Functional palatal tremor. Palatal tremor (also known as palatal myoclonus) is another presentation of functional movement disorders (134; 110). Palatal tremor is classified as “essential” when such tremor is the only clinical manifestation and imaging studies are normal, and as “symptomatic” when a structural or degenerative cause is identified, usually by neuroimaging. In a retrospective study of 10 patients with essential palatal tremor, a functional cause was identified in 7 of them (197). Such patients were mostly female, younger than patients with symptomatic palatal tremor, and frequently reported a precipitant event. These patients also complained of ear clicking, multiple somatizations, as well as variable entrainment and distractibility of palatal movements. Treatment with oral medications usually fails, but improvement with botulinum toxin has been observed in selective cases (15).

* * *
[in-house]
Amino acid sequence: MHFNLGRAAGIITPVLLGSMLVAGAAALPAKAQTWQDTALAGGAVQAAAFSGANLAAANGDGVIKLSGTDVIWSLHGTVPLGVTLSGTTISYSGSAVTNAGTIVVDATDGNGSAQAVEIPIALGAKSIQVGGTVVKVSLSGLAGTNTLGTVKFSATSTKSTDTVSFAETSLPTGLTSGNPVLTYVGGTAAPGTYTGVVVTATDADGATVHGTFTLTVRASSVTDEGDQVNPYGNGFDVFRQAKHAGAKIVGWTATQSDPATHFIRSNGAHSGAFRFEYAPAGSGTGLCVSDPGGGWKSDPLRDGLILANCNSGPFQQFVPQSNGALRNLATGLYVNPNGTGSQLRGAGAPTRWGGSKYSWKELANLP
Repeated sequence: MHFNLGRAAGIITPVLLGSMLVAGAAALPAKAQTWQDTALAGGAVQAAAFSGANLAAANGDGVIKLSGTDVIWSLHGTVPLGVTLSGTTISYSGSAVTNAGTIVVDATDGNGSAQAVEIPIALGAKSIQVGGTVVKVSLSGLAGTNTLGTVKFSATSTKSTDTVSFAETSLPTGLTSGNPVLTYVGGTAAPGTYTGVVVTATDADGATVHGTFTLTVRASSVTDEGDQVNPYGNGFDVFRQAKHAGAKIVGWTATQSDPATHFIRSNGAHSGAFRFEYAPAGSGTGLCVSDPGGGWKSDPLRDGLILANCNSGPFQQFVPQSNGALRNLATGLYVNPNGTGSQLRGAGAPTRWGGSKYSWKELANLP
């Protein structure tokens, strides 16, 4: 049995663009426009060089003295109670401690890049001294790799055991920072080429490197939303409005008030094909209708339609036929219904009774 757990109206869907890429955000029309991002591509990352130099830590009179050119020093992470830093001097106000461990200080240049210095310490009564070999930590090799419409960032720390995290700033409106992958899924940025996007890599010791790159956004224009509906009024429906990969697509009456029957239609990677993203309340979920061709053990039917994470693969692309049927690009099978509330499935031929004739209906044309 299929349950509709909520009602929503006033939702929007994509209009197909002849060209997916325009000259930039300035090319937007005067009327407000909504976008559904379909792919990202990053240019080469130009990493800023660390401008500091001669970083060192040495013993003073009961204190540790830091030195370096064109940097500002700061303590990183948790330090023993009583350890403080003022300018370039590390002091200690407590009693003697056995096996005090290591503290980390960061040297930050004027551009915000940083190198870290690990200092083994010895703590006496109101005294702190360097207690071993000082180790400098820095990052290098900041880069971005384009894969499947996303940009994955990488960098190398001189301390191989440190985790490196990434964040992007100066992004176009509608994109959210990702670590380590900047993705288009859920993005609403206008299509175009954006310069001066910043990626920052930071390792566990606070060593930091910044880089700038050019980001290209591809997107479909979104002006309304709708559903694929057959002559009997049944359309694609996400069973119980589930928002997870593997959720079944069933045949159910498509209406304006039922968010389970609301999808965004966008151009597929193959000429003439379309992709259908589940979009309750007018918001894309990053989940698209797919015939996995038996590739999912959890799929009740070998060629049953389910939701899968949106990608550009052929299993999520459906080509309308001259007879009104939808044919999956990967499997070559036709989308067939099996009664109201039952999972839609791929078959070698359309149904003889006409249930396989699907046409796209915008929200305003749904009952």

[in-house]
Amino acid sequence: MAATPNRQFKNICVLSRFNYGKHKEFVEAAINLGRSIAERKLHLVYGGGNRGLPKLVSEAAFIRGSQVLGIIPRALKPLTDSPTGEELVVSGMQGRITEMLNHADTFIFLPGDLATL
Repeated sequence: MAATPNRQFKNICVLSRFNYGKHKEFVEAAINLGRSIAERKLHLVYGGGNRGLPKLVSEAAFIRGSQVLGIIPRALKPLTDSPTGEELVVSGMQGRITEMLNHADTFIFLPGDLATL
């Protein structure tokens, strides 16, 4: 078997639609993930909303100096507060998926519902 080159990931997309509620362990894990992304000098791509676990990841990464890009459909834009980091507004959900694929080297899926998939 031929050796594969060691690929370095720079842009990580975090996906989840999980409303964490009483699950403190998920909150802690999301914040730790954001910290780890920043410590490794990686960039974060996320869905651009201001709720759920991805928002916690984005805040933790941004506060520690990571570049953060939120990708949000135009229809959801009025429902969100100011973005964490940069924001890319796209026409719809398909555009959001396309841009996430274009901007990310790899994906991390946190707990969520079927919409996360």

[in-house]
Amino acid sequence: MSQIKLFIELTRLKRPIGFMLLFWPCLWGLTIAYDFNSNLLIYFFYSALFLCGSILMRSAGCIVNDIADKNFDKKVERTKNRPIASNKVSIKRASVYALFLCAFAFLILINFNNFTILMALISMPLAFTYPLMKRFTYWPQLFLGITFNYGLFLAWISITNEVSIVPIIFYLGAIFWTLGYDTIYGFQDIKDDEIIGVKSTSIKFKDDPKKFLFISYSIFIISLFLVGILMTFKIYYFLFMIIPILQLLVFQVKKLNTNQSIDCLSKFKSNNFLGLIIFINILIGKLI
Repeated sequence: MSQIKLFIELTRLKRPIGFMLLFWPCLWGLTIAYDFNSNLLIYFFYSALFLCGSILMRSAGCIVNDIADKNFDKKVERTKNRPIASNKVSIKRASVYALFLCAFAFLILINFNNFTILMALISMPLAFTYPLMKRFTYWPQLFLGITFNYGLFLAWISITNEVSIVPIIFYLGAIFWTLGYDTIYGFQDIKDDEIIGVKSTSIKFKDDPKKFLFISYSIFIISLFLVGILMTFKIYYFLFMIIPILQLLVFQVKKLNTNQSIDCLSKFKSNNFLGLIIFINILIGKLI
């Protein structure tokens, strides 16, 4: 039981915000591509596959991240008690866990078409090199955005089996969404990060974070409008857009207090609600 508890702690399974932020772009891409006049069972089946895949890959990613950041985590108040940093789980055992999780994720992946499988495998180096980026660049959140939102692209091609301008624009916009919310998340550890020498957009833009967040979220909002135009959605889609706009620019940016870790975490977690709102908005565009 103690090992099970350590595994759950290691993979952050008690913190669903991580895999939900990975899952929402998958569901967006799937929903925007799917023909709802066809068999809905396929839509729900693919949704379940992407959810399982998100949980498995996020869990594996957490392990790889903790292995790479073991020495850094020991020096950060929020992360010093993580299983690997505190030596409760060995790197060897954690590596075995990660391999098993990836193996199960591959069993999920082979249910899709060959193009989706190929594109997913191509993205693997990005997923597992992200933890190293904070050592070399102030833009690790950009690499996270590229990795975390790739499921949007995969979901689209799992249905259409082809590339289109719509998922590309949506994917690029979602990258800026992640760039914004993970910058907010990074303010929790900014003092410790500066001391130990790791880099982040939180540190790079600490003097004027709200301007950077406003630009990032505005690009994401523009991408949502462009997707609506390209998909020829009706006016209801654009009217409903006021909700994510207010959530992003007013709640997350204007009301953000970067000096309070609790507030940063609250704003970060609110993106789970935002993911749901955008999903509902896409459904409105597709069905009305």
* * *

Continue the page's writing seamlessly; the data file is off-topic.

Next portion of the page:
Functional paroxysmal dyskinesia. Among patients presenting with paroxysmal nonkinesigenic dyskinesia, a functional etiology has been described (45). In 1 study, 11 of 25 subjects were diagnosed as having a psychogenic (or functional) etiology (32). In another study of 26 patients with paroxysmal functional movement disorders, dystonia was the most common single movement disorder presentation but complex movements were the most common phenomenology (78). The age at onset is usually much later than in hereditary paroxysmal dyskinesias; other features include: high phenomenological variability between attacks, atypical and variable duration of attacks, multiple atypical triggers, odd precipitating factors, unusual relieving maneuvers, and unusual response to medications are typical among patients with functional paroxysmal dyskinesia (78).